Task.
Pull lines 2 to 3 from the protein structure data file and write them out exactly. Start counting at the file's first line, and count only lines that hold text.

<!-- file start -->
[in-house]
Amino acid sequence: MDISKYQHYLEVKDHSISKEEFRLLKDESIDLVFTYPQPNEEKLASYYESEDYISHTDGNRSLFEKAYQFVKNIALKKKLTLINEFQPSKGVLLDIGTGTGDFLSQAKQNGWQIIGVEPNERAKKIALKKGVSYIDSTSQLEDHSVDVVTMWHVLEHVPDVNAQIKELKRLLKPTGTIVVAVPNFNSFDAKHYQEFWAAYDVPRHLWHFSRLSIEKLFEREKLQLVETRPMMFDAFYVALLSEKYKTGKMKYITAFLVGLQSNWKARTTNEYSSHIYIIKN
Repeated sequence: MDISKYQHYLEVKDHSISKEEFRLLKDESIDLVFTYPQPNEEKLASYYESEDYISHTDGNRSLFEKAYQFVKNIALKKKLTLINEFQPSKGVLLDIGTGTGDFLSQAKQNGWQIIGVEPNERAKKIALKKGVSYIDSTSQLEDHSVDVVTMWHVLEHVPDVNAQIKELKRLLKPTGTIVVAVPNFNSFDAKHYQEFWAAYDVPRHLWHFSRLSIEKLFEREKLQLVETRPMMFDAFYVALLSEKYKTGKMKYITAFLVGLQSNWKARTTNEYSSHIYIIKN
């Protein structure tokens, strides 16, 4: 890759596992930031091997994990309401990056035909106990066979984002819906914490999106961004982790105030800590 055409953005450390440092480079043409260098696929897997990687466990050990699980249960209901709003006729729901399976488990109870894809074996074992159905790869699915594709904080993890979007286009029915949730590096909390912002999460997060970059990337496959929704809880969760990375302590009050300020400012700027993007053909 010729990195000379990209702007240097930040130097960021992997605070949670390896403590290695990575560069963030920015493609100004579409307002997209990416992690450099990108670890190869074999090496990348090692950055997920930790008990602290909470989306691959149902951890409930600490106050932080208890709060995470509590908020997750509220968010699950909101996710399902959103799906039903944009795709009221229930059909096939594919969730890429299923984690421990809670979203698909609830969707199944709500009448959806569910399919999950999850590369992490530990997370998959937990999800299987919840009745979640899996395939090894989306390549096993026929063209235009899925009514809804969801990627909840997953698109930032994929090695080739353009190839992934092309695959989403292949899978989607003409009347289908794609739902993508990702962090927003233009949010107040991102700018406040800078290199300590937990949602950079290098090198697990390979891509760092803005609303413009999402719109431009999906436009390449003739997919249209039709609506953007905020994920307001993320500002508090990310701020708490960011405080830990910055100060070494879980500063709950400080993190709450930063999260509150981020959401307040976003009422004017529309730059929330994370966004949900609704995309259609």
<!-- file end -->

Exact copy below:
Amino acid sequence: MDISKYQHYLEVKDHSISKEEFRLLKDESIDLVFTYPQPNEEKLASYYESEDYISHTDGNRSLFEKAYQFVKNIALKKKLTLINEFQPSKGVLLDIGTGTGDFLSQAKQNGWQIIGVEPNERAKKIALKKGVSYIDSTSQLEDHSVDVVTMWHVLEHVPDVNAQIKELKRLLKPTGTIVVAVPNFNSFDAKHYQEFWAAYDVPRHLWHFSRLSIEKLFEREKLQLVETRPMMFDAFYVALLSEKYKTGKMKYITAFLVGLQSNWKARTTNEYSSHIYIIKN
Repeated sequence: MDISKYQHYLEVKDHSISKEEFRLLKDESIDLVFTYPQPNEEKLASYYESEDYISHTDGNRSLFEKAYQFVKNIALKKKLTLINEFQPSKGVLLDIGTGTGDFLSQAKQNGWQIIGVEPNERAKKIALKKGVSYIDSTSQLEDHSVDVVTMWHVLEHVPDVNAQIKELKRLLKPTGTIVVAVPNFNSFDAKHYQEFWAAYDVPRHLWHFSRLSIEKLFEREKLQLVETRPMMFDAFYVALLSEKYKTGKMKYITAFLVGLQSNWKARTTNEYSSHIYIIKN